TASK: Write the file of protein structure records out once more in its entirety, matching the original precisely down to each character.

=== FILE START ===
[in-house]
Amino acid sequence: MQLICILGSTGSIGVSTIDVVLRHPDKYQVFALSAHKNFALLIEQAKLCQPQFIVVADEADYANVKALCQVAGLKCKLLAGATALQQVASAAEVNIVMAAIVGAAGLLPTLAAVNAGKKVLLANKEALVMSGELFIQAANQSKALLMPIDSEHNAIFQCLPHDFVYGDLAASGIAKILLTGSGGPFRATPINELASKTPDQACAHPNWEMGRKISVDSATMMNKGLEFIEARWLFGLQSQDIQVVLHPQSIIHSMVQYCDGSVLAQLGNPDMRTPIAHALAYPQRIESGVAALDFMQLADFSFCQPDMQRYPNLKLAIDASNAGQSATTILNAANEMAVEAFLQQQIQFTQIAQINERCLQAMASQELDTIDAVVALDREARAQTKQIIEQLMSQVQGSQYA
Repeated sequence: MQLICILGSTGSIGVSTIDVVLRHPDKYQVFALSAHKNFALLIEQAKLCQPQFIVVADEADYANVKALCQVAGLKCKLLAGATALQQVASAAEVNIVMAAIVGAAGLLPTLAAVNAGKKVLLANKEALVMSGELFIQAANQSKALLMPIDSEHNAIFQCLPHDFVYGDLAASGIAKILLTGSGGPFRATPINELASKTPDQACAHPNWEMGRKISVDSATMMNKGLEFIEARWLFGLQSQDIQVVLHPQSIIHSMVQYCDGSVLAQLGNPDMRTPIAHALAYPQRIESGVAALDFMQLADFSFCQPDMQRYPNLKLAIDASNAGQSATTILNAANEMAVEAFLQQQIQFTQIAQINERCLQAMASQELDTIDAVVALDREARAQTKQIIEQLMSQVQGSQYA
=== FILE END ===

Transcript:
[in-house]
Amino acid sequence: MQLICILGSTGSIGVSTIDVVLRHPDKYQVFALSAHKNFALLIEQAKLCQPQFIVVADEADYANVKALCQVAGLKCKLLAGATALQQVASAAEVNIVMAAIVGAAGLLPTLAAVNAGKKVLLANKEALVMSGELFIQAANQSKALLMPIDSEHNAIFQCLPHDFVYGDLAASGIAKILLTGSGGPFRATPINELASKTPDQACAHPNWEMGRKISVDSATMMNKGLEFIEARWLFGLQSQDIQVVLHPQSIIHSMVQYCDGSVLAQLGNPDMRTPIAHALAYPQRIESGVAALDFMQLADFSFCQPDMQRYPNLKLAIDASNAGQSATTILNAANEMAVEAFLQQQIQFTQIAQINERCLQAMASQELDTIDAVVALDREARAQTKQIIEQLMSQVQGSQYA
Repeated sequence: MQLICILGSTGSIGVSTIDVVLRHPDKYQVFALSAHKNFALLIEQAKLCQPQFIVVADEADYANVKALCQVAGLKCKLLAGATALQQVASAAEVNIVMAAIVGAAGLLPTLAAVNAGKKVLLANKEALVMSGELFIQAANQSKALLMPIDSEHNAIFQCLPHDFVYGDLAASGIAKILLTGSGGPFRATPINELASKTPDQACAHPNWEMGRKISVDSATMMNKGLEFIEARWLFGLQSQDIQVVLHPQSIIHSMVQYCDGSVLAQLGNPDMRTPIAHALAYPQRIESGVAALDFMQLADFSFCQPDMQRYPNLKLAIDASNAGQSATTILNAANEMAVEAFLQQQIQFTQIAQINERCLQAMASQELDTIDAVVALDREARAQTKQIIEQLMSQVQGSQYA